I am trying to accept this. I am praying, desperately, for God to change my heart about nursing if it's what I have to do. I try so hard to view it as a ministry, but right now, I cannot get my past my bitterness, resentment, and general negative feelings about both the medical business and my own personal accomplishments and goals.

I mean, I finally went back to school and finished my English degree. Why must I forget that?

Well, last week, trying to smother these feelings and grow up, I loaded up my laptop and headed to McDonald's to use the free Wi-Fi (didn't have Internet yet; JUST got it and I am just now finally updating from home!!!)  With my new temporary license, I searched the Missouri state job board for LPN positions, and I found one opening for which I was qualified. And let me tell you, I took my time, carefully reading over all of the content about requirements and responsibilities, making sure I was indeed qualified. After deciding I was, I began the online application process, which, in its entirety, took about an hour. I grew weary, anxious, and discouraged as I clicked through the questions, some multiple choice, some short answer. When I finally reached the end and clicked "submit" (after a very long period of hovering over the button in breathless hesitation), a summary page filled my screen. That's when I noticed one little detail I'd somehow missed.

The job I'd just applied for was in PENNSYLVANIA. A town in Pennsylvania that shares the same name as the town I now call home. In Missouri.

I don't really want to describe how flustered, embarrassed, and enraged I became in that moment, but I will say that I closed my laptop right then and stormed out of the fast food joint in a huff. Filling out job applications is not easy. They're long and time-consuming, and I'd just wasted a whole hour working on an especially frustrating one for a job in PENNSYLVANIA. I felt like an idiot, but I didn't think to check about it's in-state status considering it was posted on the Missouri state job board. Ugh.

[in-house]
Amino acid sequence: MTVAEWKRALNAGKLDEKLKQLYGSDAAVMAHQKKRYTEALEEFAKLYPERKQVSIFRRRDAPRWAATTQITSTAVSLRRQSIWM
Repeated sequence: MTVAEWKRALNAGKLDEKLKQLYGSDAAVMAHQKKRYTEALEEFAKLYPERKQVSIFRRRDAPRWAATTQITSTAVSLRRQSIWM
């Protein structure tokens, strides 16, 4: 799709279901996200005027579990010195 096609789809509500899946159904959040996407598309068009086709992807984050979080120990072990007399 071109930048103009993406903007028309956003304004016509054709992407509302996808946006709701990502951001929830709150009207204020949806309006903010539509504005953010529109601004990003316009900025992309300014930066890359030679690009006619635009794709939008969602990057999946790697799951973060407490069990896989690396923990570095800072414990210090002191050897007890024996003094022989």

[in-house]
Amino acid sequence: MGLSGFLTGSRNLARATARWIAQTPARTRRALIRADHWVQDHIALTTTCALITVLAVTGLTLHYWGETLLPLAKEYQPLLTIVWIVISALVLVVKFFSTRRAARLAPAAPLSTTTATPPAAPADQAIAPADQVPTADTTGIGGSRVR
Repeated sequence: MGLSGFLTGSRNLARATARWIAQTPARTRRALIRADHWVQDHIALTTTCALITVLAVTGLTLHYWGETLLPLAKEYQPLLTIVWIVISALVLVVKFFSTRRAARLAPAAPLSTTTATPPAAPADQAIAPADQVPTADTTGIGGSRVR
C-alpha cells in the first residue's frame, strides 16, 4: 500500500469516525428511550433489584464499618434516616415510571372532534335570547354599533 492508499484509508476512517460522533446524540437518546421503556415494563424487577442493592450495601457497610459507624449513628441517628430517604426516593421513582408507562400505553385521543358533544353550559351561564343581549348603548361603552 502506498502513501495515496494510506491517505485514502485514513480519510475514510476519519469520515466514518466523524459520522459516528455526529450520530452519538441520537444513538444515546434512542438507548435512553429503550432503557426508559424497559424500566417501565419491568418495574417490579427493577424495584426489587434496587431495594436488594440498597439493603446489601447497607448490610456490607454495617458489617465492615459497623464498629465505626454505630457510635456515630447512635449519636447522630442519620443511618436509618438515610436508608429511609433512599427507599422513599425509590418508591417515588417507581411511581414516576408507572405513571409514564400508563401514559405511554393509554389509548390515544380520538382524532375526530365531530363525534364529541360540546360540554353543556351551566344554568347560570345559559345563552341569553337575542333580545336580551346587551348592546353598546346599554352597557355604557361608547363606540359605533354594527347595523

The best/worst/most amusing part of the whole thing?

They've already contacted me to set up an interview.

Yep. So very typical.

My husband thought it was hilarious, and he pretty much forced me to laugh along with him. And I did, especially when I read this part of the email I received from the recruiter:


What a fail. 

Soooo. I'm still checking the job boards (more carefully now...), but there have been no new postings since that last one. I check Indeed, Monster, the town newspaper, and Craiglist as well on a regular basis, but so far, it's just the same openings. 

It's a bummer. I want to enjoy the time I have to do things I need and want to do right now while my savings take care of my bills, but I feel an incredible amount of pressure to get back to work. I'm really struggling with it. Obviously, I would like to work and have money again, but after going back to college and finishing my degree, I just really believed I was on the path to a drastic career change for the better. And here I am getting ready to settle again. 

But isn't that what we have to do? Isn't that why work is called work?